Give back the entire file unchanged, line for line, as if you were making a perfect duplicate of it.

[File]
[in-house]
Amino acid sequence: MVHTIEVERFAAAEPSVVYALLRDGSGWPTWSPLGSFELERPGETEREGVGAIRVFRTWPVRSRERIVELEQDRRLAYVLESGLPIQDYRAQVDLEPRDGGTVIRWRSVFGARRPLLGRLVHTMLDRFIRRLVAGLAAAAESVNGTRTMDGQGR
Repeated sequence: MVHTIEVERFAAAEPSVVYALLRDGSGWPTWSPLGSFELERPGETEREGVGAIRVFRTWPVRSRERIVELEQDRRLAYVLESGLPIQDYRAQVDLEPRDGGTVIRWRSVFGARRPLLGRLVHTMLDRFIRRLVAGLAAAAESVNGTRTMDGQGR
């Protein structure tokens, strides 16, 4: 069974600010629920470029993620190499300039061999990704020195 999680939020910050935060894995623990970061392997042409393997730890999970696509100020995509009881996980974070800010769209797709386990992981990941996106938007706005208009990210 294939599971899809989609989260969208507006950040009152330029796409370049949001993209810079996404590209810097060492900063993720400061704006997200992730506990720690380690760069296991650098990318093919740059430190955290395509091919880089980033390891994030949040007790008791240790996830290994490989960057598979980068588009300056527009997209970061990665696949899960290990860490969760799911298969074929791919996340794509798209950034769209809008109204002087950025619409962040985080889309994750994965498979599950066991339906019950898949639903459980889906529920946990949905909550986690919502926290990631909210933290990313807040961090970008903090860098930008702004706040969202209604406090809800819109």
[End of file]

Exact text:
[in-house]
Amino acid sequence: MVHTIEVERFAAAEPSVVYALLRDGSGWPTWSPLGSFELERPGETEREGVGAIRVFRTWPVRSRERIVELEQDRRLAYVLESGLPIQDYRAQVDLEPRDGGTVIRWRSVFGARRPLLGRLVHTMLDRFIRRLVAGLAAAAESVNGTRTMDGQGR
Repeated sequence: MVHTIEVERFAAAEPSVVYALLRDGSGWPTWSPLGSFELERPGETEREGVGAIRVFRTWPVRSRERIVELEQDRRLAYVLESGLPIQDYRAQVDLEPRDGGTVIRWRSVFGARRPLLGRLVHTMLDRFIRRLVAGLAAAAESVNGTRTMDGQGR
């Protein structure tokens, strides 16, 4: 069974600010629920470029993620190499300039061999990704020195 999680939020910050935060894995623990970061392997042409393997730890999970696509100020995509009881996980974070800010769209797709386990992981990941996106938007706005208009990210 294939599971899809989609989260969208507006950040009152330029796409370049949001993209810079996404590209810097060492900063993720400061704006997200992730506990720690380690760069296991650098990318093919740059430190955290395509091919880089980033390891994030949040007790008791240790996830290994490989960057598979980068588009300056527009997209970061990665696949899960290990860490969760799911298969074929791919996340794509798209950034769209809008109204002087950025619409962040985080889309994750994965498979599950066991339906019950898949639903459980889906529920946990949905909550986690919502926290990631909210933290990313807040961090970008903090860098930008702004706040969202209604406090809800819109």